Ever since 2008 when Blu-ray and HD-DVD were battling for consumer mind share, Mac users have been speculating about Apple’s (s aapl) next optical drive technology. Since 2001, SuperDrive has been Apple’s name for DVD and CD burning optical drives built into or available in every Mac sold, and now SuperDrive is standard but Apple doesn’t mention it anymore because it’s not that big of a deal to include in Macs. Almost every PC manufactured today has this.
The MacBook Air was released in 2008 with no optical drive, which started a flurry of rumors about Apple’s thoughts on where we were going as Apple mentioned the irrelevance of optical drives since content was available via iTunes and the web and you only needed one for installing software since even backups could be done over the air with Time Capsule. Apple still sells a $99 USB SuperDrive for the MacBook Air for people who need one. As a Macbook Air owner, I have never needed one since all of my software was installed via the web and all consumable content (movies, music and podcasts) are all available in iTunes.
The two most notable technology visionaries of our time, Bill Gates and Steve Jobs, have both weighed in on Blu-ray since it became the standard physical media for high-definition content so I thought it would be beneficial to provide their quotes here before I give a bit of my thoughts.
Bill Gates gave two very powerful quotes on the subject. The first:
“Well, the key issue here is that the protection scheme under Blu-ray is very anti-consumer and there’s not much visibility of that. The inconvenience is that the [movie] studios got too much protection at the expense consumers [sic] and it won’t work well on PCs. You won’t be able to play movies and do software in a flexible way.”
“For us it’s not the physical format. Understand that this is the last physical format there will ever be. Everything’s going to be streamed directly or on a hard disk. So, in this way, it’s even unclear how much this one counts.”
[inline-ad align=”right”]The note of it being anti-consumer is frankly a matter for any digital content these days. Movie studios will have their DRM on any future media that they control whether you get that content from Microsoft (s msft), Apple or built into a disk that you put into a dedicated player. DRM is the current reality unless you pirate it, but Gates’ comment about Blu-ray being the last physical media is very important. Gates actually said this in 2005. Yes, five years ago. Gates said this long before YouTube was a house hold name and at a time when the iPod with video was a brand new product and before the Apple TV. Of course, Microsoft had its home theater software built into Windows XP, but if you look at how we consume media today, it’s apparent that he was on to something.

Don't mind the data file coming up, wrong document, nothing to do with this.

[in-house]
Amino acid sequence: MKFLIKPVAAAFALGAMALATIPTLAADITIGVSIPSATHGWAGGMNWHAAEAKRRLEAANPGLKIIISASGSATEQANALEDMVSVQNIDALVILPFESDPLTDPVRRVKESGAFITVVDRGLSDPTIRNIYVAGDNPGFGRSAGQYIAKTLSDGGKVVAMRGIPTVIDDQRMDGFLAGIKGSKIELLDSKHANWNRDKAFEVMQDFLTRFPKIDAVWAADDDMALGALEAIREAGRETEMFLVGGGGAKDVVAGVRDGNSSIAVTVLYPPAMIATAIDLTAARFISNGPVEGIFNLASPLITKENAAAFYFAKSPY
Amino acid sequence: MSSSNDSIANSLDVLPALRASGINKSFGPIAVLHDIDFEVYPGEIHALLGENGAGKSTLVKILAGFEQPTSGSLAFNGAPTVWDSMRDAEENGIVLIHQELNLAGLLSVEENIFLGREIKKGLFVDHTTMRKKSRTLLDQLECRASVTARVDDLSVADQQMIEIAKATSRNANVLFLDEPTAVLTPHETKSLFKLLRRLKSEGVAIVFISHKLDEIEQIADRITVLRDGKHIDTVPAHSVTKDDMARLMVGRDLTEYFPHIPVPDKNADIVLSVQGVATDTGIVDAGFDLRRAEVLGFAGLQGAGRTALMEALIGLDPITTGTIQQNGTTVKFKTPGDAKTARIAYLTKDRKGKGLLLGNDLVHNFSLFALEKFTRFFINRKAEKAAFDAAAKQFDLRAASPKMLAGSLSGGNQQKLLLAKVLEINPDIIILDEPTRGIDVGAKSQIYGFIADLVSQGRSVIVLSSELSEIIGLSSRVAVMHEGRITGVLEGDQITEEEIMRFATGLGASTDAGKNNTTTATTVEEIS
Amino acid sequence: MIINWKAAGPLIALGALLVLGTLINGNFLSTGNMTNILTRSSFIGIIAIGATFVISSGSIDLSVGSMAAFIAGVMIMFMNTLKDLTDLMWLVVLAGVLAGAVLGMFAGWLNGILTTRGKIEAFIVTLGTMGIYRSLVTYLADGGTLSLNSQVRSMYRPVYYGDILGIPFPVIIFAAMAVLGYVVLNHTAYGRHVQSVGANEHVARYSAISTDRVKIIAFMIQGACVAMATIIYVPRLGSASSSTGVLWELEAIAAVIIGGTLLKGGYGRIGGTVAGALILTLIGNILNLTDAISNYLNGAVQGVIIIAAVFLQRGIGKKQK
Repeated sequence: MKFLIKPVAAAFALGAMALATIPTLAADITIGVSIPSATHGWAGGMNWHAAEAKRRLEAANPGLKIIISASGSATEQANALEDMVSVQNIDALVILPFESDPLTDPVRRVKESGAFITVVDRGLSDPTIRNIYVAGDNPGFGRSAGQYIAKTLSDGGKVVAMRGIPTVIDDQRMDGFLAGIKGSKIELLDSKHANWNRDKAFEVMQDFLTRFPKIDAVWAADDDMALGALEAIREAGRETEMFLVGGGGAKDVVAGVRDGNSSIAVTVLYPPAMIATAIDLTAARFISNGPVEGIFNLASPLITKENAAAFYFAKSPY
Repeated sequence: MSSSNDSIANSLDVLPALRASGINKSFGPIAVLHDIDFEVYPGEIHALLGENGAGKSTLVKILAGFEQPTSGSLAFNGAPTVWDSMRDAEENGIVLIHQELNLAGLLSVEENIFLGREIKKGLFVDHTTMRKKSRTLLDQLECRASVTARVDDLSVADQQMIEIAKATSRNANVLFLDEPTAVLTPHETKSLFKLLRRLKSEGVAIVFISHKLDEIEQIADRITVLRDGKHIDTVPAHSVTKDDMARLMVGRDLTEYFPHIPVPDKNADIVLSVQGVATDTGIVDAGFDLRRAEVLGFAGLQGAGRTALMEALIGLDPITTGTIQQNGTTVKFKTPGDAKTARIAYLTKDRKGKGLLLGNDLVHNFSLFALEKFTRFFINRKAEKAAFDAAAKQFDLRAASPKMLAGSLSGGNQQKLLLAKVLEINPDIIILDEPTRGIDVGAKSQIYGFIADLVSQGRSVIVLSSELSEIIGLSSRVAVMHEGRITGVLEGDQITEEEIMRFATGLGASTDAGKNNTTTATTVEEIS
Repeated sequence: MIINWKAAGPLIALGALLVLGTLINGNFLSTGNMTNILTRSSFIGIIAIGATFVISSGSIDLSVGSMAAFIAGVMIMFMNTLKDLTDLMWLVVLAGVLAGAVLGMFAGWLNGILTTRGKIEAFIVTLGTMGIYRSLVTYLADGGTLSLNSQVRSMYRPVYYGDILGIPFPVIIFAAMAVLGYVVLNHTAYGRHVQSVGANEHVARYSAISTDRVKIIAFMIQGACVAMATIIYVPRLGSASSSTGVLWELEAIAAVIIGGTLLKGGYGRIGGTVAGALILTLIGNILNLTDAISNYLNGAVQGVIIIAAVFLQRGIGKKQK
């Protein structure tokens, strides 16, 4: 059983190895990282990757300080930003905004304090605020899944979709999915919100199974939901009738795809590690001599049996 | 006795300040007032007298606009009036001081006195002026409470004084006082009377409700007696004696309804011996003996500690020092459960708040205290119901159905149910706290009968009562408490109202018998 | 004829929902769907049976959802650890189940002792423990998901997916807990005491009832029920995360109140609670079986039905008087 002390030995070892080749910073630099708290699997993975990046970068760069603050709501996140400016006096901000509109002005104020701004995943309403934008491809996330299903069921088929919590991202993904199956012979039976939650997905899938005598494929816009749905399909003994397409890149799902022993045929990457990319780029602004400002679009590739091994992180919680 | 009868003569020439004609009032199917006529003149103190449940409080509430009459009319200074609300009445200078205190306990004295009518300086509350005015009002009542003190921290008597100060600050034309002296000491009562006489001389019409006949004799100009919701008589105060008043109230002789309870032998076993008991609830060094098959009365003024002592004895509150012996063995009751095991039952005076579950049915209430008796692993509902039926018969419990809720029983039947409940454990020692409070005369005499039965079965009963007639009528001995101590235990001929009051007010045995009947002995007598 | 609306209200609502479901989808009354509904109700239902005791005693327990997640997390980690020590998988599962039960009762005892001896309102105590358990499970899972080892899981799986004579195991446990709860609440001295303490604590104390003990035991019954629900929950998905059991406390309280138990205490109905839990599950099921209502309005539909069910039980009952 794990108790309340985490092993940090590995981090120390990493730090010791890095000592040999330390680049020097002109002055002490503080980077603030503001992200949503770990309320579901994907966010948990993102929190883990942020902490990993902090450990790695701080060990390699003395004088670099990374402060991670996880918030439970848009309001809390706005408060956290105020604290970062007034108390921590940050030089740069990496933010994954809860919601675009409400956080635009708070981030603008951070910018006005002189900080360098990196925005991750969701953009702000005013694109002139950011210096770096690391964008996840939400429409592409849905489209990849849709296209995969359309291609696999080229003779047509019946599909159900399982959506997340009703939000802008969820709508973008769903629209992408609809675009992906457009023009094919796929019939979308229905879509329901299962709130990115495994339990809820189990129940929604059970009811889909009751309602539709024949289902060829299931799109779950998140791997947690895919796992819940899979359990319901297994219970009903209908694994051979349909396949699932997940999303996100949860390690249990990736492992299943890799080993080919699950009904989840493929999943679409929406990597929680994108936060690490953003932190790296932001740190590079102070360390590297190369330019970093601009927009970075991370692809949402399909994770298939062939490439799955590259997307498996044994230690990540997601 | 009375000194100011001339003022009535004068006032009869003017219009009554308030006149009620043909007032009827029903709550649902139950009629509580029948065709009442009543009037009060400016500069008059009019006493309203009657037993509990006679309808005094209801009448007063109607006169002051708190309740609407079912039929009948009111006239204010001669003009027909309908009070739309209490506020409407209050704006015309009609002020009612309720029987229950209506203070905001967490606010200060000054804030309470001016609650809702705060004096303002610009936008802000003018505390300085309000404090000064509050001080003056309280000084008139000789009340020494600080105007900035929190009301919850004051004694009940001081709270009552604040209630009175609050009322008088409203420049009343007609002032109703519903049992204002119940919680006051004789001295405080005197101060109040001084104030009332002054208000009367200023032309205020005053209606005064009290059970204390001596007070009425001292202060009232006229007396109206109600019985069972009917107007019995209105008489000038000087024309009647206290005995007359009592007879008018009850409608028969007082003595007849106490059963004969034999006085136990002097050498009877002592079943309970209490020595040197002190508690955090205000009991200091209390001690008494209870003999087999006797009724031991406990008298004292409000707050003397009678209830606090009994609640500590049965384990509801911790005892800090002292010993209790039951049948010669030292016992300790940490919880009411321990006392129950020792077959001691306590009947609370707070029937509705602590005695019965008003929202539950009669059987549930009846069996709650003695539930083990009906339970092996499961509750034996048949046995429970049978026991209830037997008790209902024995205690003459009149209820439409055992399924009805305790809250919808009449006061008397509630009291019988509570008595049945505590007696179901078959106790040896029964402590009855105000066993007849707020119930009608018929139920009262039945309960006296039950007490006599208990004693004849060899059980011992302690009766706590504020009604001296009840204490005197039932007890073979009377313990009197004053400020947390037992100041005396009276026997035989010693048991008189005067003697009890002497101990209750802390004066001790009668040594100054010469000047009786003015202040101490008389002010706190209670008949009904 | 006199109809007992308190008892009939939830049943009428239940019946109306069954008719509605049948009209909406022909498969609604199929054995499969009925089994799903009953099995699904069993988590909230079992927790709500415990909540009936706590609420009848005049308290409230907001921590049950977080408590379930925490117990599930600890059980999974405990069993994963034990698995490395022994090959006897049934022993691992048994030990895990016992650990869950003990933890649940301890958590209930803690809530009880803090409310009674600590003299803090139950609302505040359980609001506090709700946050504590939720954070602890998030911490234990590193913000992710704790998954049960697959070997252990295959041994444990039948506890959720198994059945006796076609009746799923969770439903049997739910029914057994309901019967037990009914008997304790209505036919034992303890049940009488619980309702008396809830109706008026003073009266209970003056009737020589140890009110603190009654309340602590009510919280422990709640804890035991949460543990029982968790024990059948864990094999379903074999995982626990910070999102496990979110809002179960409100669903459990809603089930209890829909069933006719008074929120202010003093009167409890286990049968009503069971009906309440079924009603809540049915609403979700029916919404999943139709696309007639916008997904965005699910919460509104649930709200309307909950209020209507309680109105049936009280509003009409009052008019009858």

Then, in October 2008, Steve Jobs gave his thoughts on Blu-ray with one line:
“Blu-ray is just a bag of hurt. It’s great to watch the movies, but the licensing of the tech is so complex, we’re waiting till things settle down and Blu-ray takes off in the marketplace.”
Of course, Blu-ray has taken off in the marketplace but Steve hasn’t changed his tone very much in the last year and a half. An email response from Steve Jobs last week mirrors Bill Gates’ comment in 2005 and reiterates Apple’s stance on Blu-ray and pretty much sums up why we’ll never see the technology included in future Macs:
“Blu-ray is looking more and more like one of the high end audio formats that appeared as the successor to the CD — like it will be beaten by Internet downloadable formats.”
After the customer sends an email response to him again stating Blu-ray has a purpose for use of system backups and high-density storage or the distribution of home movies Steve adds:
“No, free, instant gratification and convenience (likely in that order) is what made the downloadable formats take off. And the downloadable movie business is rapidly moving to free (Hulu) or rentals (iTunes) so storing purchased movies or TV shows is not an issue.
“I think you may be wrong — we may see a fast broad move to streamed free and rental content at sufficient quality (at least 720p) to win almost everyone over.”
The rise in broadband speeds paired with the fact that you can download a movie anywhere in the world (with a cell phone connection) to your mobile device and it’s clear that Steve simply doesn’t see a point in Blu-ray being included given the complications of licensing it and echoing sentiment into Bill Gates’ opinions of DRM via the new format.
Steve thinks that with a Time Capsule or an online backup system (like SugarSync and Mozy) paired with YouTube for sharing video and iTunes at the center of it all with media consumption, the industry has made Blu-ray obsolete before it even makes it to Mac machines and I agree.
I once thought Blu-ray was a key addition to have on my Mac and now that I have a Mac without an optical drive, I don’t miss it. Everything I own is synced to my iMac and MacBook Air over the web in real-time, my iPhone and iPad can purchase movies and they download over the air and I can share a movie with my family that I shot and edited on iPhone 4 and uploaded to YouTube within one hour compared to burning and shipping a Blu-ray disk to them. Blu-ray is something a lot of pros want but it’s out of desire and not true need.
I’m not a professional filmmaker and I’m not working for a movie studio, but DVD Studio Pro and products like Toast from Roxio support Blu-ray if you buy a drive separately and plug it into your Mac. Apple just won’t be shipping support for the technology anytime soon and it may never include it in its machines and I bet that most consumers are okay with that.